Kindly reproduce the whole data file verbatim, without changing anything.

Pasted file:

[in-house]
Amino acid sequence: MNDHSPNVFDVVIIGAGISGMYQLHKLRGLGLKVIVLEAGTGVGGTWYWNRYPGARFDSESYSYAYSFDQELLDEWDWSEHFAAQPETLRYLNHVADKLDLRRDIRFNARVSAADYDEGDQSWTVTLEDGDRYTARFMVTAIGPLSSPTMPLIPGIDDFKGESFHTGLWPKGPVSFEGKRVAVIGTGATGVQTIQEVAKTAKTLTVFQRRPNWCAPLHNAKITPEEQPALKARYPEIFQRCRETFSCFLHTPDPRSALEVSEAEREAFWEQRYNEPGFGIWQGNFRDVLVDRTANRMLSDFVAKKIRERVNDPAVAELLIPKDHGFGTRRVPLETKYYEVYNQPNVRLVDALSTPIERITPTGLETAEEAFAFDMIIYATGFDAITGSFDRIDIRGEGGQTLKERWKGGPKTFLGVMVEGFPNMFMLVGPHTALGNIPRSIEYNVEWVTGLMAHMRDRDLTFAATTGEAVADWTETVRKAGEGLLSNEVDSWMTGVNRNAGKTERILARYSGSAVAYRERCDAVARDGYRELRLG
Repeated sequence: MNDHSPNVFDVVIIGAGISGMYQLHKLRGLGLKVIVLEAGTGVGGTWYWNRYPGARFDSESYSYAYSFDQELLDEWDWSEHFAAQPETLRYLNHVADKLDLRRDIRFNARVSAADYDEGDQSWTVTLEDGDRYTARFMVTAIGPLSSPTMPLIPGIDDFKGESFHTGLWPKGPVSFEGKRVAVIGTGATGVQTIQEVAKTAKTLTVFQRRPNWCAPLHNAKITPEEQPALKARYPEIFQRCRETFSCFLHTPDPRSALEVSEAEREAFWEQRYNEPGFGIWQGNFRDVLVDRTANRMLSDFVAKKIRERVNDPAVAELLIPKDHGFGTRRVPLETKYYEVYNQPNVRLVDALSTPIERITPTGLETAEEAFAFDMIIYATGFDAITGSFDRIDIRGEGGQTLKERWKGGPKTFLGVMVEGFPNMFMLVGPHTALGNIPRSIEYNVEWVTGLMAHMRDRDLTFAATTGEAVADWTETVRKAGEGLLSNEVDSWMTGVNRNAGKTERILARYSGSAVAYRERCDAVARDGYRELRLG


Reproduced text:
[in-house]
Amino acid sequence: MNDHSPNVFDVVIIGAGISGMYQLHKLRGLGLKVIVLEAGTGVGGTWYWNRYPGARFDSESYSYAYSFDQELLDEWDWSEHFAAQPETLRYLNHVADKLDLRRDIRFNARVSAADYDEGDQSWTVTLEDGDRYTARFMVTAIGPLSSPTMPLIPGIDDFKGESFHTGLWPKGPVSFEGKRVAVIGTGATGVQTIQEVAKTAKTLTVFQRRPNWCAPLHNAKITPEEQPALKARYPEIFQRCRETFSCFLHTPDPRSALEVSEAEREAFWEQRYNEPGFGIWQGNFRDVLVDRTANRMLSDFVAKKIRERVNDPAVAELLIPKDHGFGTRRVPLETKYYEVYNQPNVRLVDALSTPIERITPTGLETAEEAFAFDMIIYATGFDAITGSFDRIDIRGEGGQTLKERWKGGPKTFLGVMVEGFPNMFMLVGPHTALGNIPRSIEYNVEWVTGLMAHMRDRDLTFAATTGEAVADWTETVRKAGEGLLSNEVDSWMTGVNRNAGKTERILARYSGSAVAYRERCDAVARDGYRELRLG
Repeated sequence: MNDHSPNVFDVVIIGAGISGMYQLHKLRGLGLKVIVLEAGTGVGGTWYWNRYPGARFDSESYSYAYSFDQELLDEWDWSEHFAAQPETLRYLNHVADKLDLRRDIRFNARVSAADYDEGDQSWTVTLEDGDRYTARFMVTAIGPLSSPTMPLIPGIDDFKGESFHTGLWPKGPVSFEGKRVAVIGTGATGVQTIQEVAKTAKTLTVFQRRPNWCAPLHNAKITPEEQPALKARYPEIFQRCRETFSCFLHTPDPRSALEVSEAEREAFWEQRYNEPGFGIWQGNFRDVLVDRTANRMLSDFVAKKIRERVNDPAVAELLIPKDHGFGTRRVPLETKYYEVYNQPNVRLVDALSTPIERITPTGLETAEEAFAFDMIIYATGFDAITGSFDRIDIRGEGGQTLKERWKGGPKTFLGVMVEGFPNMFMLVGPHTALGNIPRSIEYNVEWVTGLMAHMRDRDLTFAATTGEAVADWTETVRKAGEGLLSNEVDSWMTGVNRNAGKTERILARYSGSAVAYRERCDAVARDGYRELRLG